Jamb Kits Save Time

For most applications, you'll find that purchasing a jamb kit is a real timesaver. You'll free yourself from the tedious work of selecting the stock, cutting it to width and length, and machining the rabbet or dado at the top inner edge of each leg to receive the head jamb. None of the individual steps is particularly difficult, but when you take a hard look at the price of clear softwood lumber, you may discover that making your own jambs literally doesn't pay.

The components of a standard 2x4 interior wall covered with 1/2-inch drywall add up to a thickness of 4-1/2 inches. The jamb kit is minutely oversized at 4-9/16 inches wide. If the walls are both covered with 5/8-inch drywall, the computed thickness matches the jamb stock width of 4-3/4 inches.

If you're going to paint the woodwork, you can save a considerable amount of money by choosing paint-grade jambs. The finger-jointed stock may look a little weird while you're installing it, but the patchwork appearance disappears under the primer and paint. Stain-grade jambs may be defect-free solid lumber or veneers of top-quality wood adhered to a plywood backing. A few purists may cringe at the concept of veneered jambs, but they actually have several advantages over solid stock. Plywood construction has high dimensional stability, meaning that it resists changes in width and shape (such as cupping) that can plague solid lumber. Price is another distinct advantage. The oak veneered stain-grade jamb kit in the photo below costs a fraction of the solid hardwood you'd need to purchase, and you would still have to do all of the machining steps yourself.

Rabbet or dado?

Some jamb kits feature a rabbet at the top of the jamb legs; others will have a dado, which is a groove that's cut across the grain. In a jamb made from solid wood, a dado does a better job of restraining potential cupping of the head jamb. If you purchase the rabbeted style, you may want to add some blocking or shims between the top end of the jamb leg and the header to counteract cupping forces.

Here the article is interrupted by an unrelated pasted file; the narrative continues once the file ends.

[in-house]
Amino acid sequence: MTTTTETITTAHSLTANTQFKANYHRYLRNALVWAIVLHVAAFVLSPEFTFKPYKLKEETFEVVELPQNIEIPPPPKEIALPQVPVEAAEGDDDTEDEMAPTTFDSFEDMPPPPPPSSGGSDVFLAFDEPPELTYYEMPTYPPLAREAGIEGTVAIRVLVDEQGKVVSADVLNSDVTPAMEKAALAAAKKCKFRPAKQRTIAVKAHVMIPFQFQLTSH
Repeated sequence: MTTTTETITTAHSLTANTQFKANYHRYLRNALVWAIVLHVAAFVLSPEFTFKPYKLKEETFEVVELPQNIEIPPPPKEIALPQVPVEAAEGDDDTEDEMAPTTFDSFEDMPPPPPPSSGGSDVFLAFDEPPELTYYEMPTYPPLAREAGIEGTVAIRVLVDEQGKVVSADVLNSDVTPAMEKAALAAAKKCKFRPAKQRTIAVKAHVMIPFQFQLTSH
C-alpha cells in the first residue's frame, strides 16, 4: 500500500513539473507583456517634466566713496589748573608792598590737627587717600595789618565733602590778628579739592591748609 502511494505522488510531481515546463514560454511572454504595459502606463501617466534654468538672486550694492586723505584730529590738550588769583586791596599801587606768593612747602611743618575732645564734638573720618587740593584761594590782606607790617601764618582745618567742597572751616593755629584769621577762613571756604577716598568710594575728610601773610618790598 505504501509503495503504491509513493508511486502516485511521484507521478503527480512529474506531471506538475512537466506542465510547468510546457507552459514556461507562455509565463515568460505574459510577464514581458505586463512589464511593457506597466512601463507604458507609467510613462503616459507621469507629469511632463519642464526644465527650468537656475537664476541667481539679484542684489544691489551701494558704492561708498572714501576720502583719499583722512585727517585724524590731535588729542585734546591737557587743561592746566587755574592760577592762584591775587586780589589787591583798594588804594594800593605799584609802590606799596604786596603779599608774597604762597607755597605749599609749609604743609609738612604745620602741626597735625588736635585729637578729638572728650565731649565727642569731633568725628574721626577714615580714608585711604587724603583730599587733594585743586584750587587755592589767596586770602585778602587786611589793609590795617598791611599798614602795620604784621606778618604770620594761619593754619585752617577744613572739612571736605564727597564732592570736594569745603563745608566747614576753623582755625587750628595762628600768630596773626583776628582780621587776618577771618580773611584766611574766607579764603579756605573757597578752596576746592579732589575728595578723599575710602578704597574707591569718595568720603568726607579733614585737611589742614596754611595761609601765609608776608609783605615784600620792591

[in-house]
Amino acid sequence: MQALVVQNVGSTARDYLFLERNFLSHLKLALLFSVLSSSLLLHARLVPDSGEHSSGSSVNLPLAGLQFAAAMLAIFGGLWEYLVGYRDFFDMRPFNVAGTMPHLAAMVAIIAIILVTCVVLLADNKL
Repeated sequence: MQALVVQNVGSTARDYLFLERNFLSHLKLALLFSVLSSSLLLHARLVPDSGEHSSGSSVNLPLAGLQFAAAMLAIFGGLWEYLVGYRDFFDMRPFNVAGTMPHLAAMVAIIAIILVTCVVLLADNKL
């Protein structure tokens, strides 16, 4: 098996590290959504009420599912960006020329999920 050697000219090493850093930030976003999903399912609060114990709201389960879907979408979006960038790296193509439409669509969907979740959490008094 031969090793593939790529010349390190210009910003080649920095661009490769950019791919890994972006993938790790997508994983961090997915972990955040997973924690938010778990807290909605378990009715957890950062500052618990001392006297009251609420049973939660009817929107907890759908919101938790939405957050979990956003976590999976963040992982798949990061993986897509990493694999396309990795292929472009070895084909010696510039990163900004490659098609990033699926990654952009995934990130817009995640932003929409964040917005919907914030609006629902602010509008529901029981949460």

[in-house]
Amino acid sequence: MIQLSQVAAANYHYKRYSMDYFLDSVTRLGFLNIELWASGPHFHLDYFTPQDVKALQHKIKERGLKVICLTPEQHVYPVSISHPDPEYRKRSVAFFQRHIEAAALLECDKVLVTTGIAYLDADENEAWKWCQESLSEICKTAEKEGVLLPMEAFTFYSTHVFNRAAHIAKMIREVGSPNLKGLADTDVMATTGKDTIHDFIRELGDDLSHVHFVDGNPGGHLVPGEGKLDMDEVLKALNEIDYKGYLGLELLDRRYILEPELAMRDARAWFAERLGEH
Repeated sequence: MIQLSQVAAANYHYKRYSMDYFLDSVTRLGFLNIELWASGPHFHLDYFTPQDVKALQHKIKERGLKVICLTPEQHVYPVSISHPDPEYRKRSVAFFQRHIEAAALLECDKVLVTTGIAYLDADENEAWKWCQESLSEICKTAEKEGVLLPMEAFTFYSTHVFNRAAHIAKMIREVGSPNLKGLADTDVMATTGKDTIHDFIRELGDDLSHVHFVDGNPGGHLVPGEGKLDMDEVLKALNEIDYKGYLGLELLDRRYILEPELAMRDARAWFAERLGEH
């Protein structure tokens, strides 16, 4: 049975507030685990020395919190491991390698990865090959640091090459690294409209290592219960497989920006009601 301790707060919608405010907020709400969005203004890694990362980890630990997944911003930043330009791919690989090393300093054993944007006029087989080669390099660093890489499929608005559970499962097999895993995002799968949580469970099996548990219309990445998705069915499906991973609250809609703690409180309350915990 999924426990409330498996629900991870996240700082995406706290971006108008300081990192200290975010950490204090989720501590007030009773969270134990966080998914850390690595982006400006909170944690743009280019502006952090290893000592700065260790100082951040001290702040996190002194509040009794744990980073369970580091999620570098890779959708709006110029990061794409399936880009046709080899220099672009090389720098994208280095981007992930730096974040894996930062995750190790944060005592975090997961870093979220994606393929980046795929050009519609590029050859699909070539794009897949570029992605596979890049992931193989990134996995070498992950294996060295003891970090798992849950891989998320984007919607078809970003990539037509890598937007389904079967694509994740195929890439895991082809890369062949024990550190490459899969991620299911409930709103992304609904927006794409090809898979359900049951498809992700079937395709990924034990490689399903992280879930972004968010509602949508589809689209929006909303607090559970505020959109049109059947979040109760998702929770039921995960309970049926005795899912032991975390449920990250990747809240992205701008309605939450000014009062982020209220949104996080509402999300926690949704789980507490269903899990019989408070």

Tapered jamb edges

You'll notice that some jamb edges taper a few degrees, flaring inward toward the stud to which it's nailed. This helps ensure that the edge of the casing will fit tightly along the jamb. If you make your own jambs, you can create a similar angle by tilting the tablesaw blade about 5 degrees for the rip cuts.

Pro Tip: Use setting-type joint compound for strength

You'll find joint compound packaged two ways: premixed in a bucket or the setting variety in a bag. The setting type is stronger, but the premixed version is easier to apply and sand. After the premixed type cures, smooth it with a sponge, which is faster and creates less mess than abrasive paper.

The other formula is setting-type joint compound, which comes as a powder that must be mixed with water. The bag will be labeled 90, 45, or 20. The numbers indicate how many minutes it takes for the compound to set up. The safest approach is to use the 90-minute mix. If you want it to set faster, mix it with warm water.

Once set, setting-type compound cannot be softened with water. It is harder to sand flat than premixed is, but it is much stronger. Professional drywall finishers often use setting-type for the first coat of mud, especially at outside corners, which are vulnerable to damage. It is also useful when patching drywall, as it helps reinforce the repair. Because this compound sets up so fast, you may be able to apply two or more coats in a day.

When you mix setting-type joint compound, mix only what you can use in the time indicated on the label. Otherwise the compound will set before you can apply it. Be sure to use clean water and a clean bucket. Pouring water into the fine powder raises a lot of dust, so put the proper amount of water in the bucket first, then add the powder, stirring as you go until you reach a consistency (similar to oatmeal) that spreads easily but sticks to the drywall without running.


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